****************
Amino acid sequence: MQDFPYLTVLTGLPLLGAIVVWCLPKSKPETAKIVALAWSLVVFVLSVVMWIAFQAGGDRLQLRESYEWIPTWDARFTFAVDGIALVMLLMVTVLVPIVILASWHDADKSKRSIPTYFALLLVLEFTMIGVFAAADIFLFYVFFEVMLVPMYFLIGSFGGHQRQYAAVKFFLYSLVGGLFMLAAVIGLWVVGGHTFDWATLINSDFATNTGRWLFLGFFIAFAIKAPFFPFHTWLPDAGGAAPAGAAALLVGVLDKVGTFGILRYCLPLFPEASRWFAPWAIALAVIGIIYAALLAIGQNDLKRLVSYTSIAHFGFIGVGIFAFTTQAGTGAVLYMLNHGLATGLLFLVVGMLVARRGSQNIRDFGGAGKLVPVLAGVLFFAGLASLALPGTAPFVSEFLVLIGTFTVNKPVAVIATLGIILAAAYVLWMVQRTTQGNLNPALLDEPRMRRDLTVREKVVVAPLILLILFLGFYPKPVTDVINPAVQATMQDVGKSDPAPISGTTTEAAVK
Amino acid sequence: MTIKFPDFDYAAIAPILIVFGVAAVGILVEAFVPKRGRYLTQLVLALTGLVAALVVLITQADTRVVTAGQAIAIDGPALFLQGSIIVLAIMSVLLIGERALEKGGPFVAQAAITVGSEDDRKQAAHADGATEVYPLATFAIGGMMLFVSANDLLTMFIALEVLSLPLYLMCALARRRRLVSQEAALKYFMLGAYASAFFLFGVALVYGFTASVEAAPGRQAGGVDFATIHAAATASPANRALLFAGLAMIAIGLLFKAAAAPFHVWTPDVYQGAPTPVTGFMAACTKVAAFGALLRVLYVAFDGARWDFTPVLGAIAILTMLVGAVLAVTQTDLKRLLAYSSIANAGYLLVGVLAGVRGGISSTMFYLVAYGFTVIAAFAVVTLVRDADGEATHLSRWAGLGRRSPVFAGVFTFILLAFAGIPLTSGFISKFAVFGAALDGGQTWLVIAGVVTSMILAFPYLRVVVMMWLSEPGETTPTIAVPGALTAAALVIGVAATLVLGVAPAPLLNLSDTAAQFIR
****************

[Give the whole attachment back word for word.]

Amino acid sequence: MQDFPYLTVLTGLPLLGAIVVWCLPKSKPETAKIVALAWSLVVFVLSVVMWIAFQAGGDRLQLRESYEWIPTWDARFTFAVDGIALVMLLMVTVLVPIVILASWHDADKSKRSIPTYFALLLVLEFTMIGVFAAADIFLFYVFFEVMLVPMYFLIGSFGGHQRQYAAVKFFLYSLVGGLFMLAAVIGLWVVGGHTFDWATLINSDFATNTGRWLFLGFFIAFAIKAPFFPFHTWLPDAGGAAPAGAAALLVGVLDKVGTFGILRYCLPLFPEASRWFAPWAIALAVIGIIYAALLAIGQNDLKRLVSYTSIAHFGFIGVGIFAFTTQAGTGAVLYMLNHGLATGLLFLVVGMLVARRGSQNIRDFGGAGKLVPVLAGVLFFAGLASLALPGTAPFVSEFLVLIGTFTVNKPVAVIATLGIILAAAYVLWMVQRTTQGNLNPALLDEPRMRRDLTVREKVVVAPLILLILFLGFYPKPVTDVINPAVQATMQDVGKSDPAPISGTTTEAAVK
Amino acid sequence: MTIKFPDFDYAAIAPILIVFGVAAVGILVEAFVPKRGRYLTQLVLALTGLVAALVVLITQADTRVVTAGQAIAIDGPALFLQGSIIVLAIMSVLLIGERALEKGGPFVAQAAITVGSEDDRKQAAHADGATEVYPLATFAIGGMMLFVSANDLLTMFIALEVLSLPLYLMCALARRRRLVSQEAALKYFMLGAYASAFFLFGVALVYGFTASVEAAPGRQAGGVDFATIHAAATASPANRALLFAGLAMIAIGLLFKAAAAPFHVWTPDVYQGAPTPVTGFMAACTKVAAFGALLRVLYVAFDGARWDFTPVLGAIAILTMLVGAVLAVTQTDLKRLLAYSSIANAGYLLVGVLAGVRGGISSTMFYLVAYGFTVIAAFAVVTLVRDADGEATHLSRWAGLGRRSPVFAGVFTFILLAFAGIPLTSGFISKFAVFGAALDGGQTWLVIAGVVTSMILAFPYLRVVVMMWLSEPGETTPTIAVPGALTAAALVIGVAATLVLGVAPAPLLNLSDTAAQFIR